THE BRIEFING | Posted by Meredith Flynn
From Peoria to Murphysboro, from Hoffman Estates to Mt. Vernon, video gambling will arrive in communities across Illinois in the next few weeks. The Illinois General Assembly approved a bill to allow video gambling in 2009, but the Illinois Gaming Board (IGB) hasn’t been prepared to enact the legislation – until now. The law allows video gaming terminals to be placed in bars, fraternal and veteran’s organizations, and truck stops.
Quincy is just one Illinois town considering allowing video gambling now that the IGA has moved forward with the bill. Quincy First Southern Pastor Tom Rains is working with fellow pastors to prevent it from being approved. “This type of gaming revenue does more harm than good,” he said. “There are too many innocent victims. Studies have shown it takes just one year to become addicted to video gambling, while it takes three and half years for all other forms of gambling.”
An estimated 250 cities and counties in Illinois have bans on video gambling, but that doesn’t mean those communities will remain free of video gambling. Recently in Springfield, city council members voted to overturn the city’s ban and approved video gambling within the city limits.
The state projects it will earn 30 percent of the money video gamblers spend at the machines from taxes on the terminals. That could amount to anywhere between $184 million and $342 million in funds, which are slated to be spent on road, bridge and school construction. Five percent of the tax will go to the city or county where the terminals are located. The IGB reports it has received 1,000 applications from businesses wanting to have terminals and has approved 70.
But at what cost to cities and taxpayers? According to research by Baylor Professor Earl L. Grinols and University of Georgia Professor David B. Mustard, communities where gambling is legal pay $13,067 each year in criminal justice, social services, regulatory and other costs per pathological gambler. They also found for every $1 in tax revenue a community receives from gambling, it cost taxpayers $3.
Reported by Lisa Sergent, contributing editor for the Illinois Baptist.
Warren hopes for audience with presidential candidates
No formal plans are yet in place, but Baptist Press reports Rick Warren, pastor of Saddleback Church, hopes to interview President Barack Obama and presumptive Republican candidate Mitt Romney in the church’s second presidential forum. The first, between Obama and John McCain, was held in August 2008 at the church’s Lake Forest, Ca., campus. Read more at bpnews.net.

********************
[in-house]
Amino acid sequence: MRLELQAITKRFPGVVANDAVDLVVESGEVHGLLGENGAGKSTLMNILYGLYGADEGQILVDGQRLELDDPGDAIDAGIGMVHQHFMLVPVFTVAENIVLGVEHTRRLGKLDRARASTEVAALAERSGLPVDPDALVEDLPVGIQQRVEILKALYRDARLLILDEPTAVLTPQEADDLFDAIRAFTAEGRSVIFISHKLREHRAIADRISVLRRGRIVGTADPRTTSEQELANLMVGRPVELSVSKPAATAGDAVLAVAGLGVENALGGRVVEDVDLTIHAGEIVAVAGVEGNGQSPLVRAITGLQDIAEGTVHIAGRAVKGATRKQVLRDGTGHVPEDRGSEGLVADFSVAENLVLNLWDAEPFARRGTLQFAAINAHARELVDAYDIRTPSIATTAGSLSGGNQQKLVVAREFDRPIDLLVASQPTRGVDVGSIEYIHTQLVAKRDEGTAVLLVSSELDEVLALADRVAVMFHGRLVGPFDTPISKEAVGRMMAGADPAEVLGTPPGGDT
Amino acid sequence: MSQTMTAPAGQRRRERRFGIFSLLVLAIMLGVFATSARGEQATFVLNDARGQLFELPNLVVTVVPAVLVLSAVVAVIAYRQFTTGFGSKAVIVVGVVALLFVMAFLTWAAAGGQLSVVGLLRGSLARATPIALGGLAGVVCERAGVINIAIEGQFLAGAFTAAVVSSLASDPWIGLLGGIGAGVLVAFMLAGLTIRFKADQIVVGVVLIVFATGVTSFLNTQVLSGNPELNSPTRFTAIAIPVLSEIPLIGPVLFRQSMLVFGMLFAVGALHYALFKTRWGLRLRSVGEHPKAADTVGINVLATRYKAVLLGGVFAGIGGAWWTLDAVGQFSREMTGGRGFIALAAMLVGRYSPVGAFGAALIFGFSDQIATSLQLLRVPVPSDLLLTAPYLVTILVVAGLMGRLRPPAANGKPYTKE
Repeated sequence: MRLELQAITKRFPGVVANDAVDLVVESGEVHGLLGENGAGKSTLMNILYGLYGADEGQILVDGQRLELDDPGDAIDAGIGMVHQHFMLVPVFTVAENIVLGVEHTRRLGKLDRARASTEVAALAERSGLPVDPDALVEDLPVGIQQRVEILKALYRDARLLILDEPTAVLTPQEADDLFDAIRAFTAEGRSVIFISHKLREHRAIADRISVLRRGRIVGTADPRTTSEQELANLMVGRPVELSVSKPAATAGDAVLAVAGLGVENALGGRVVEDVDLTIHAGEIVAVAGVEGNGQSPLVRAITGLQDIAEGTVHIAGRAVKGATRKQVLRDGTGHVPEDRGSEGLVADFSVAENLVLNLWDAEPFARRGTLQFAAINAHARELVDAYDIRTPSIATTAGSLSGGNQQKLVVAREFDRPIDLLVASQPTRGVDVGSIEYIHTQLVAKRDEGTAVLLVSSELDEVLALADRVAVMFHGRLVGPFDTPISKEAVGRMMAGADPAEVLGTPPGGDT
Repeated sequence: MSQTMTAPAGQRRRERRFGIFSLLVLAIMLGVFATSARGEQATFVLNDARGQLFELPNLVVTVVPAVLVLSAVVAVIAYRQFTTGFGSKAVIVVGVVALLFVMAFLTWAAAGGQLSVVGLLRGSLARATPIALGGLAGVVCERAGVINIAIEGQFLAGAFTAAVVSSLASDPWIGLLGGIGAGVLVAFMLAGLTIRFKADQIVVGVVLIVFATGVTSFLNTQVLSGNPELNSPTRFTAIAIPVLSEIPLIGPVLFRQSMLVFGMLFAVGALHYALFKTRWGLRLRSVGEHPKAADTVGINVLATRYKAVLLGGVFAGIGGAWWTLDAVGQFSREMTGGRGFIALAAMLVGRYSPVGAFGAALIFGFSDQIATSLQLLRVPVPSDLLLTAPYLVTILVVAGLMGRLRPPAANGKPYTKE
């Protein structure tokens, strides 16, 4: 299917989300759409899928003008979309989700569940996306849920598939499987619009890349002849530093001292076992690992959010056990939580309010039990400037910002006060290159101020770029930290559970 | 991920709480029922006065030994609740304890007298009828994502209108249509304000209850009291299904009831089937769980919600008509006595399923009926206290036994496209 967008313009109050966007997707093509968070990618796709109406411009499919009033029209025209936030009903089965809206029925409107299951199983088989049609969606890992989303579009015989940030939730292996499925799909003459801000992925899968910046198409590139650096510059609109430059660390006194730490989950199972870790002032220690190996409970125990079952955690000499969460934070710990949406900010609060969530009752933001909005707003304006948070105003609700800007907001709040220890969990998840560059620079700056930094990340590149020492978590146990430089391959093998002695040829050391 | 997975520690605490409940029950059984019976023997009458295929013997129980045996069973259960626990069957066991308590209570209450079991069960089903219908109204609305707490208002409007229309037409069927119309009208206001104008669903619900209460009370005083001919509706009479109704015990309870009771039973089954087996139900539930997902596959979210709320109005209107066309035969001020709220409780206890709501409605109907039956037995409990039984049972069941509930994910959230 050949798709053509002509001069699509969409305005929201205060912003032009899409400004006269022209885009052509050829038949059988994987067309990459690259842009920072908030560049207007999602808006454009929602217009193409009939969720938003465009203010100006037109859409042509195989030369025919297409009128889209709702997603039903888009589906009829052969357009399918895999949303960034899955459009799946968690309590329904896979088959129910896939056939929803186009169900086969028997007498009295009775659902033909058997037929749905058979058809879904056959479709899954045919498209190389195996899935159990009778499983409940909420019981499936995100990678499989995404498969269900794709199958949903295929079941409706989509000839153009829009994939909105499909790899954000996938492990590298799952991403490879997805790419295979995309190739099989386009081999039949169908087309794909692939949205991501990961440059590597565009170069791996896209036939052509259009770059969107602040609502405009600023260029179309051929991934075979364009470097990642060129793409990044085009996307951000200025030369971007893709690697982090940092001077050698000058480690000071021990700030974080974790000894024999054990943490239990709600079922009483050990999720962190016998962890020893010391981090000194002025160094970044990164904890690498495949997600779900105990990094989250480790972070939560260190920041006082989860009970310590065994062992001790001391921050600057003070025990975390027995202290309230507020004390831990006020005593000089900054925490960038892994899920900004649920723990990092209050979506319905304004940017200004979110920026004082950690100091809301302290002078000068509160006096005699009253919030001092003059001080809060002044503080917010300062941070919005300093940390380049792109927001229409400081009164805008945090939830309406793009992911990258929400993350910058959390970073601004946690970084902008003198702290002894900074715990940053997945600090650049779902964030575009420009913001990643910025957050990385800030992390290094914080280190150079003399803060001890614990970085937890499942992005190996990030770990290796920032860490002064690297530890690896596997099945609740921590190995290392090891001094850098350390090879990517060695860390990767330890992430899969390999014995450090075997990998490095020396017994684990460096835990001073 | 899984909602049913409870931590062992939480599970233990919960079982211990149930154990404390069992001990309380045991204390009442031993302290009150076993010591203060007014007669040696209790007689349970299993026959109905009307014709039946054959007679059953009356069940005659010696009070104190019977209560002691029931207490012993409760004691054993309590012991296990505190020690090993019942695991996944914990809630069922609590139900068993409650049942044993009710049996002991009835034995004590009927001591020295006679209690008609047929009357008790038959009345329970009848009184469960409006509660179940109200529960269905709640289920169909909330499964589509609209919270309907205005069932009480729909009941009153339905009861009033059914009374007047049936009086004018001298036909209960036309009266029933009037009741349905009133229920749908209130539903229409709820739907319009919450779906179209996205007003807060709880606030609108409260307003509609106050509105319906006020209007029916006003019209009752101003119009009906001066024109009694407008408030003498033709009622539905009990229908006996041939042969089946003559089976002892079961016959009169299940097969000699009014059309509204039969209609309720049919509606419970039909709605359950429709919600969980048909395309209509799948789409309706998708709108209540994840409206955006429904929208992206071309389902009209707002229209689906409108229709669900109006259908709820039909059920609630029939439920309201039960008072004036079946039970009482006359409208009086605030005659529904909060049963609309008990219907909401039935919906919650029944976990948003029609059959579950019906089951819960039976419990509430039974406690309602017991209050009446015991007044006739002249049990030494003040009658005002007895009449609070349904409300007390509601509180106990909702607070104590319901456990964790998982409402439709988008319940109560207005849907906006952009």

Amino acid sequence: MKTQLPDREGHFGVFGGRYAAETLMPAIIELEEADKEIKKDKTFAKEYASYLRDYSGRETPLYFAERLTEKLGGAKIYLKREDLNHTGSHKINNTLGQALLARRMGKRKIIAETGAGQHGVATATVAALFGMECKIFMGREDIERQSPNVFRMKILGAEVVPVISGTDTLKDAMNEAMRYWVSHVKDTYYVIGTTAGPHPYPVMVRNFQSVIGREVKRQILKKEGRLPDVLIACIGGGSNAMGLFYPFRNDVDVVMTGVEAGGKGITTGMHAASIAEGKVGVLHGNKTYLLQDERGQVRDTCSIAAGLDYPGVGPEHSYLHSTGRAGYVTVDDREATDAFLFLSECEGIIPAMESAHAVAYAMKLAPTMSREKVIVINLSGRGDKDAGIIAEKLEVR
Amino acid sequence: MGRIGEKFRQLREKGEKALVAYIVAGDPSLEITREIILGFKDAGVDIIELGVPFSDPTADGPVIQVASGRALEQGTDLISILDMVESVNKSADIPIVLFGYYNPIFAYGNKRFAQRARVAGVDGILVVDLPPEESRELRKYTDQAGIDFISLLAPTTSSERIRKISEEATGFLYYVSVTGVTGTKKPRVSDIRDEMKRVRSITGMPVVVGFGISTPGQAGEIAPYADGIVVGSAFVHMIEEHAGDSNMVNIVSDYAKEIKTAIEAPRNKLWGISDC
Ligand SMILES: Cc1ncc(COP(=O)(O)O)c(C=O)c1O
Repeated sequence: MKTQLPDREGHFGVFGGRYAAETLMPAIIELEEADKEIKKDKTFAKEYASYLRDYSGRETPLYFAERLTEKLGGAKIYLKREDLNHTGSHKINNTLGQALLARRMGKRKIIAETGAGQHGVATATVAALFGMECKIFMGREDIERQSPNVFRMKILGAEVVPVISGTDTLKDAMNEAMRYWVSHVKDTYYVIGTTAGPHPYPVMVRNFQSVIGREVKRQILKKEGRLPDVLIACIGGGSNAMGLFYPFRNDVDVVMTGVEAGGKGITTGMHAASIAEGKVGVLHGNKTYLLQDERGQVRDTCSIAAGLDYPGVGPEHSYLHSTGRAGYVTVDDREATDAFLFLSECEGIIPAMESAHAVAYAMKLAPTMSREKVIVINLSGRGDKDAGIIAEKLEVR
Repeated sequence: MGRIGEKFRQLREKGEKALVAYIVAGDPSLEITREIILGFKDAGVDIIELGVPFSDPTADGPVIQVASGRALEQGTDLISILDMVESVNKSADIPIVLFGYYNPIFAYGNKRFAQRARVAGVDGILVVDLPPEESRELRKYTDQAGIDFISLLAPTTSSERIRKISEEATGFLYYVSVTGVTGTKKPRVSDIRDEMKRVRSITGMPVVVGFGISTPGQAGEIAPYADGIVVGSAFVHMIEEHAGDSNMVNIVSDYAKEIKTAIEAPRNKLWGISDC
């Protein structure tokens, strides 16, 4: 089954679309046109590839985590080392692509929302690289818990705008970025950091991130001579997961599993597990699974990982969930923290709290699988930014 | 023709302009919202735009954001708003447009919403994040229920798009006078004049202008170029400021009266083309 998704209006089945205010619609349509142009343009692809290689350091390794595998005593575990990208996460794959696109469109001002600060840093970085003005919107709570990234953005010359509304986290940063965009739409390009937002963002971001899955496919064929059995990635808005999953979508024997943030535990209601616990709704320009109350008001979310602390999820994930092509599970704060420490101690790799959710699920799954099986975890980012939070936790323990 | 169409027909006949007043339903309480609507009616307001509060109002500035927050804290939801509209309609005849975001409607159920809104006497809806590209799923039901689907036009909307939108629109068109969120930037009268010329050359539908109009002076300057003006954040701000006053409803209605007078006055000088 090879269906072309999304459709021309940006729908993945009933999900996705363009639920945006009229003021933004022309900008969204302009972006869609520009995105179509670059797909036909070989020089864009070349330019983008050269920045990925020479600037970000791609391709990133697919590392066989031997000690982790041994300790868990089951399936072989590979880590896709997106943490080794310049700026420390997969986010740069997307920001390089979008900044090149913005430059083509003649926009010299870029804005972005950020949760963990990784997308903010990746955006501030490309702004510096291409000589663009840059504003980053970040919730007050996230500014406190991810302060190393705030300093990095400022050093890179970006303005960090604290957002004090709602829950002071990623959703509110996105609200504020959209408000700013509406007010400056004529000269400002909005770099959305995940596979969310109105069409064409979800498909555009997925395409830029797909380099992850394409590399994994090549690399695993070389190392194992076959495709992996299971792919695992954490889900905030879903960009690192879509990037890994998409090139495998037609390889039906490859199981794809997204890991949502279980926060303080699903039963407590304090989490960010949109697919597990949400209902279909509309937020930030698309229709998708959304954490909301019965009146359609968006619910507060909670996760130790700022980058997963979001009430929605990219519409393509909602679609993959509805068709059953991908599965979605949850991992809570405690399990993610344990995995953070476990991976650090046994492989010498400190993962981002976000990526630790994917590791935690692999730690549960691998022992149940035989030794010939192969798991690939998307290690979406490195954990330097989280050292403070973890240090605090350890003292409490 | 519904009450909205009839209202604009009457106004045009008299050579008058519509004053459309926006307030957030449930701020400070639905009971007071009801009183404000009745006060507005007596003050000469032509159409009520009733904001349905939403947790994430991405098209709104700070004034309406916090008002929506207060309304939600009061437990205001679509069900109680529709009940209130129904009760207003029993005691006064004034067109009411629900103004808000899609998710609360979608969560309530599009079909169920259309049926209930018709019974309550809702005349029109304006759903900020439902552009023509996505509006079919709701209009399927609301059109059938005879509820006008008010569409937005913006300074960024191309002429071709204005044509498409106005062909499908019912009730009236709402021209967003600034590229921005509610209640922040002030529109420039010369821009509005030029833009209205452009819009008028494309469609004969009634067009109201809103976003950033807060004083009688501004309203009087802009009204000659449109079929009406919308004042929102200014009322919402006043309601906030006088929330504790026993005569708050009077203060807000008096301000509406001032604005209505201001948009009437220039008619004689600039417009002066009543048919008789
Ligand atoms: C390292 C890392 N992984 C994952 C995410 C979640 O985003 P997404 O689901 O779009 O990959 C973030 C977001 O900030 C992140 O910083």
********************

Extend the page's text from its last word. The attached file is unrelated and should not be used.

Restaurant pres. is no chicken, stands firm on traditional values
Update: Some news outlets and event organizers initially reported National Eat at Chick-Fil-A Day was July 25. It’s actually scheduled for Wednesday, August 1.
Tomorrow, July 25, has been deemed National Eat at Chick-Fil-A Day by some conservative leaders, including former presidential candidate Mike Huckabee, who have rallied around the restaurant chain’s president, Dan Cathy. He is currently under fire for affirming Chick-Fil-A’s position on same-sex marriage in an interview earlier this month. Cathy told The Biblical Recorder, a Baptist newspaper in North Carolina, his company is “guilty as charged” of supporting traditional family values. His comments drew fire from proponents of same-sex marriage, some of whom called for a boycott of the restaurant chain. Read more about National Eat at Chick-Fil-A Day at christianpost.com.
Wheaton College files suit against contraceptive mandate
Wheaton College has joined several fellow universities in opposing the Obama administration’s Health and Human Services Preventative Services mandate, which requires organizations to provide contraceptives and abortion-causing drugs through their insurance policies. According to the school’s website, Wheaton is partnering with The Catholic University of America in the suit, bringing the number of lawsuits filed against the mandate to 24. Read more about Wheaton’s suit at wheaton.edu.
Colorado church reaches out in aftermath of theater shooting
The members of Mississippi Avenue Baptist Church woke up last Friday morning with a new, probably deeper, burden to reach out to their community with the hope of Christ. The church is located less than a mile away from the Century Aurora 16 movie theater, where a gunman took 12 lives early last Friday morning and critically injured many others. Along with offering public prayer services and counseling, “We are equipping our members to share with our community that God is real, that He loves them desperately and that He will walk this road with them if they will only turn to Him,” Pastor Mitch Hamilton told Baptist Press. “He is with each one walking this road and He offers His presence to any who will call upon Him.” Read more at bpnews.net.